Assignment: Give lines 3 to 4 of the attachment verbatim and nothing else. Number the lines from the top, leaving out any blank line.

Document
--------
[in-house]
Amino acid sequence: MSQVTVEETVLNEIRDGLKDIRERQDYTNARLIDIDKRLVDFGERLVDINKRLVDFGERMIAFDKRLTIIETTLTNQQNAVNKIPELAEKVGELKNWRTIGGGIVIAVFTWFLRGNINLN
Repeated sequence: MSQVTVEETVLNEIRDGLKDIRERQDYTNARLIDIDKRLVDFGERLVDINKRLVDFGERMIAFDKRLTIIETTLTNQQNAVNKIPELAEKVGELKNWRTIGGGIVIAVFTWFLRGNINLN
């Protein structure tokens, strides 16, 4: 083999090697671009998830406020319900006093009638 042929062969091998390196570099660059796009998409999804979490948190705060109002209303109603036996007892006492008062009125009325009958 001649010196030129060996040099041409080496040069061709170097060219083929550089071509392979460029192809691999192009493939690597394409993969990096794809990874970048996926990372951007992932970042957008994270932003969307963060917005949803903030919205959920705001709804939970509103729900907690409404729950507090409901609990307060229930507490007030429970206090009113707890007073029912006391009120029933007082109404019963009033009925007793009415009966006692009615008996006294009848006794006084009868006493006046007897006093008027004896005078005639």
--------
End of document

Repeated sequence: MSQVTVEETVLNEIRDGLKDIRERQDYTNARLIDIDKRLVDFGERLVDINKRLVDFGERMIAFDKRLTIIETTLTNQQNAVNKIPELAEKVGELKNWRTIGGGIVIAVFTWFLRGNINLN
């Protein structure tokens, strides 16, 4: 083999090697671009998830406020319900006093009638 042929062969091998390196570099660059796009998409999804979490948190705060109002209303109603036996007892006492008062009125009325009958 001649010196030129060996040099041409080496040069061709170097060219083929550089071509392979460029192809691999192009493939690597394409993969990096794809990874970048996926990372951007992932970042957008994270932003969307963060917005949803903030919205959920705001709804939970509103729900907690409404729950507090409901609990307060229930507490007030429970206090009113707890007073029912006391009120029933007082109404019963009033009925007793009415009966006692009615008996006294009848006794006084009868006493006046007897006093008027004896005078005639």